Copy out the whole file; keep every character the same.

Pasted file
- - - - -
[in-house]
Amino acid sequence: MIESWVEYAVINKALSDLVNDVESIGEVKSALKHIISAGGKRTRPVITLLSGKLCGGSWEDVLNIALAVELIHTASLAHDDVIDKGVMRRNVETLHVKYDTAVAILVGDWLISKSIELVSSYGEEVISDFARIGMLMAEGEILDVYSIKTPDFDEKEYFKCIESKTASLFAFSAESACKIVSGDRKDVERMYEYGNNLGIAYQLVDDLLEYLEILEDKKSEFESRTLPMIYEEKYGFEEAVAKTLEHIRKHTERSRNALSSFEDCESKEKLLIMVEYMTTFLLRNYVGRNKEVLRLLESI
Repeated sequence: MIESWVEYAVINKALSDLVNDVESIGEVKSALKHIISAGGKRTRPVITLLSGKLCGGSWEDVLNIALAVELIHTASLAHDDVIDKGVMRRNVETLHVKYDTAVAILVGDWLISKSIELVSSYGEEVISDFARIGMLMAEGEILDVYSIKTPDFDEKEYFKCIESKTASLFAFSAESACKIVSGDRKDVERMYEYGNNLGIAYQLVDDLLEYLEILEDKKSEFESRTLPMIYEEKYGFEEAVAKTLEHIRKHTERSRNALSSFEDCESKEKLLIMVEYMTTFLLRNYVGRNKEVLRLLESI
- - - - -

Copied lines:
[in-house]
Amino acid sequence: MIESWVEYAVINKALSDLVNDVESIGEVKSALKHIISAGGKRTRPVITLLSGKLCGGSWEDVLNIALAVELIHTASLAHDDVIDKGVMRRNVETLHVKYDTAVAILVGDWLISKSIELVSSYGEEVISDFARIGMLMAEGEILDVYSIKTPDFDEKEYFKCIESKTASLFAFSAESACKIVSGDRKDVERMYEYGNNLGIAYQLVDDLLEYLEILEDKKSEFESRTLPMIYEEKYGFEEAVAKTLEHIRKHTERSRNALSSFEDCESKEKLLIMVEYMTTFLLRNYVGRNKEVLRLLESI
Repeated sequence: MIESWVEYAVINKALSDLVNDVESIGEVKSALKHIISAGGKRTRPVITLLSGKLCGGSWEDVLNIALAVELIHTASLAHDDVIDKGVMRRNVETLHVKYDTAVAILVGDWLISKSIELVSSYGEEVISDFARIGMLMAEGEILDVYSIKTPDFDEKEYFKCIESKTASLFAFSAESACKIVSGDRKDVERMYEYGNNLGIAYQLVDDLLEYLEILEDKKSEFESRTLPMIYEEKYGFEEAVAKTLEHIRKHTERSRNALSSFEDCESKEKLLIMVEYMTTFLLRNYVGRNKEVLRLLESI